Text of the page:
Assault Weapon Ban Both Alive and Dead
It would seem that the worm has turned:
On the issue of assault weapons, 58 percent of respondents said they supported a ban while 39 percent opposed one.
A full 88 percent of respondents favored requiring background checks at gun shows, a current loophole that allows people to buy guns without a check, while just 11 percent were against the idea. Respondents also favored background checks for buying fun ammunition 76 percent to 22 percent.
Overall, 52 percent said the Newtown shootings made them more supportive of gun laws while just 5 percent said they were now less likely to support new laws. Fifty-five percent said they would support a law that put an armed guard in every school, however.
The poll showed 55 percent support an assault weapons ban, while 54 percent favor a prohibition on high-capacity clips. Support is even wider for other proposals, such as background checks for private and gun show sales (85 percent), a federal database to track gun sales (67 percent) and a ban on semi-automatic weapons (58 percent).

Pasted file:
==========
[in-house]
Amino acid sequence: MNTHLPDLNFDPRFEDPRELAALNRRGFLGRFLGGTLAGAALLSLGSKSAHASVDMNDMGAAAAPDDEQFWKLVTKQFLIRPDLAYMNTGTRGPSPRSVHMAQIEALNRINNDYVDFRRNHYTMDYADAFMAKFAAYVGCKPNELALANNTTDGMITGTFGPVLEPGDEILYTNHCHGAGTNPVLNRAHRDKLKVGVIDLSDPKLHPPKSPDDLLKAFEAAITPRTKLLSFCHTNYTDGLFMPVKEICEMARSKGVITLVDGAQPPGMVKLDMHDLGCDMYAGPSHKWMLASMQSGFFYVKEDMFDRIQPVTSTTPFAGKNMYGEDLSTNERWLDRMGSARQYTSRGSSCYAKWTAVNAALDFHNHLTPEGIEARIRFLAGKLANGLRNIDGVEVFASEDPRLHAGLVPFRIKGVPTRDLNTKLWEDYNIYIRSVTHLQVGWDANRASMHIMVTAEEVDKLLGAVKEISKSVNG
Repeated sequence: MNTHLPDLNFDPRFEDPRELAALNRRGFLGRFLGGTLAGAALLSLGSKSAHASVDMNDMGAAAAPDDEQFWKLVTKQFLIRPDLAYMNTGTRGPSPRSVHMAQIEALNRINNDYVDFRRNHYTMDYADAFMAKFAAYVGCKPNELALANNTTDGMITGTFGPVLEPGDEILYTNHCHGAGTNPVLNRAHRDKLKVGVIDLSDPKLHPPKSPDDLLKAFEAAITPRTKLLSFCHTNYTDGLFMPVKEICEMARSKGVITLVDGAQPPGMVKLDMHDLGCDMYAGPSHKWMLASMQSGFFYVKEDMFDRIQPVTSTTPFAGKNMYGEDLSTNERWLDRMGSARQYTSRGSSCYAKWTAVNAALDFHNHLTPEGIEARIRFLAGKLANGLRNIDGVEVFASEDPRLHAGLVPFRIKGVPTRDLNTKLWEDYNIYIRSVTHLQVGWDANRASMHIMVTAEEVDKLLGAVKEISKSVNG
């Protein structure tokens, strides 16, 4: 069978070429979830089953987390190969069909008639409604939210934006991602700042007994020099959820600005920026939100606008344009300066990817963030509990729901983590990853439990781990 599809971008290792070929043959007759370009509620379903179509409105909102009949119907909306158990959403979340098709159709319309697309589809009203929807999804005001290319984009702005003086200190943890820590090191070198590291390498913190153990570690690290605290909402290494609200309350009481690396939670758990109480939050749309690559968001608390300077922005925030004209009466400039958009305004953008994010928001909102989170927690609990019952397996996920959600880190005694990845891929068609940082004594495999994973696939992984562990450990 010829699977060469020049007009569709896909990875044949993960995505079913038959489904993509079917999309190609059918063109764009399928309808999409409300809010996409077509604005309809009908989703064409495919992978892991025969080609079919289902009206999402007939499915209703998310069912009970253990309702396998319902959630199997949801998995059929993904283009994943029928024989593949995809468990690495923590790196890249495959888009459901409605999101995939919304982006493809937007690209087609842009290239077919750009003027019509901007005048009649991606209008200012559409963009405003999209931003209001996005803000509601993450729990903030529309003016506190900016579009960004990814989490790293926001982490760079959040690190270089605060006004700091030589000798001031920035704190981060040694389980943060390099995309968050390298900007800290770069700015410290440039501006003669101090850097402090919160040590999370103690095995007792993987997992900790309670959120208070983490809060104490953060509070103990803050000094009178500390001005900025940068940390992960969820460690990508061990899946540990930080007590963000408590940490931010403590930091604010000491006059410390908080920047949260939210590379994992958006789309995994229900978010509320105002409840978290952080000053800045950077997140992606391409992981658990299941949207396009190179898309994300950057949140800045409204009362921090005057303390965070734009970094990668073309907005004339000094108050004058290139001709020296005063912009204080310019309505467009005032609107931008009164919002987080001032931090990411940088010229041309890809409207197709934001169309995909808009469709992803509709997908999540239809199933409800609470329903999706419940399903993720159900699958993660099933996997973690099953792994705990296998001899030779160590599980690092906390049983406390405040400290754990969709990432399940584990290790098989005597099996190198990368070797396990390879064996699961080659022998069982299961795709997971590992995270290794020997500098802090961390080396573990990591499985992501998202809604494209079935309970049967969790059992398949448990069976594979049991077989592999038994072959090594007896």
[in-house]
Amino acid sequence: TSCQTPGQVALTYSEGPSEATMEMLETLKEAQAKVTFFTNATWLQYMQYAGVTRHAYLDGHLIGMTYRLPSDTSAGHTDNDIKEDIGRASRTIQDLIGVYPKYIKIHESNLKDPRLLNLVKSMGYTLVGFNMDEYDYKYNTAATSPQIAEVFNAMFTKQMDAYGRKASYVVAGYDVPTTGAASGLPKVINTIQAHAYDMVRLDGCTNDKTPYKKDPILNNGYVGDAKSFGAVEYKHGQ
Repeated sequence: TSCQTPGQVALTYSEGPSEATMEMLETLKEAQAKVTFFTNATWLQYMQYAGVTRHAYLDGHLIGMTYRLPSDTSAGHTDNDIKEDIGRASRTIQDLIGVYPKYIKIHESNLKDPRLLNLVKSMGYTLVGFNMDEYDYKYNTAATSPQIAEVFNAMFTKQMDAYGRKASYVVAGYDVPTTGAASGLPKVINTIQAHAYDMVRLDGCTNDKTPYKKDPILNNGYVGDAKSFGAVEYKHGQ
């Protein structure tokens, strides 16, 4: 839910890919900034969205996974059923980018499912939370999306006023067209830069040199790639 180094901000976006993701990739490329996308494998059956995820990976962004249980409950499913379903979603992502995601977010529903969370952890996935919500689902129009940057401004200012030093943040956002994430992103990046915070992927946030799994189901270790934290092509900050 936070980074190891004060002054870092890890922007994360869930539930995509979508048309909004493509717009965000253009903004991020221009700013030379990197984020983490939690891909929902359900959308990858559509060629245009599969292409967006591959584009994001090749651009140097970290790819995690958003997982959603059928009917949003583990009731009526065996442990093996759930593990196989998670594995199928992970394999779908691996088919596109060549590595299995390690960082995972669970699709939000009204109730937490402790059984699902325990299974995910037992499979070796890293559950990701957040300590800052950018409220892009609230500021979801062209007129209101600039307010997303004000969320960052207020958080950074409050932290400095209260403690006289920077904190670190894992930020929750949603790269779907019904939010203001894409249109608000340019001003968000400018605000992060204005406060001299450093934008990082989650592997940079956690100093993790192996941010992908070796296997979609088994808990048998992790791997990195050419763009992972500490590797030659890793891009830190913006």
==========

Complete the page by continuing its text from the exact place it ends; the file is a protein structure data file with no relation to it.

But Pew also showed strong support for a proposal from the National Rifle Association that drew the ire of many gun control advocates. According to Monday’s poll, 64 percent of Americans support putting armed officers in schools — a sharp contrast to the findings of a survey last week from Democratic-leaning Public Policy Polling.
Meanwhile, Harry Reid pretty much spells out what most people already know, namely that the House Republicans are ready to kill any bill, no matter public support for it:
The Democratically-controlled U.S. Senate will not be a free-for-all of new gun regulations following the shooting at Sandy Hook, according to Majority Leader Harry Reid. Instead, Senators will focus on passing legislation that can move through the Republican-controlled House, Reid said.
That could spell doom for an assault weapons ban. Speaking on Nevada Week In Review, a news show on the PBS affiliate in Las Vegas, Reid said there’s no real chance of a new ban passing the House.
‘Is it something that can pass the Senate? Maybe. Is it something that can pass the House? I doubt it,’ he said in video of the program provided to TPM by Vegas PBS. ‘So I think there are things that we know we can do.’
Sen. Reid, if you’re going to focus only on legislation that can pass the House, then you might as well go on vacation for the next two years.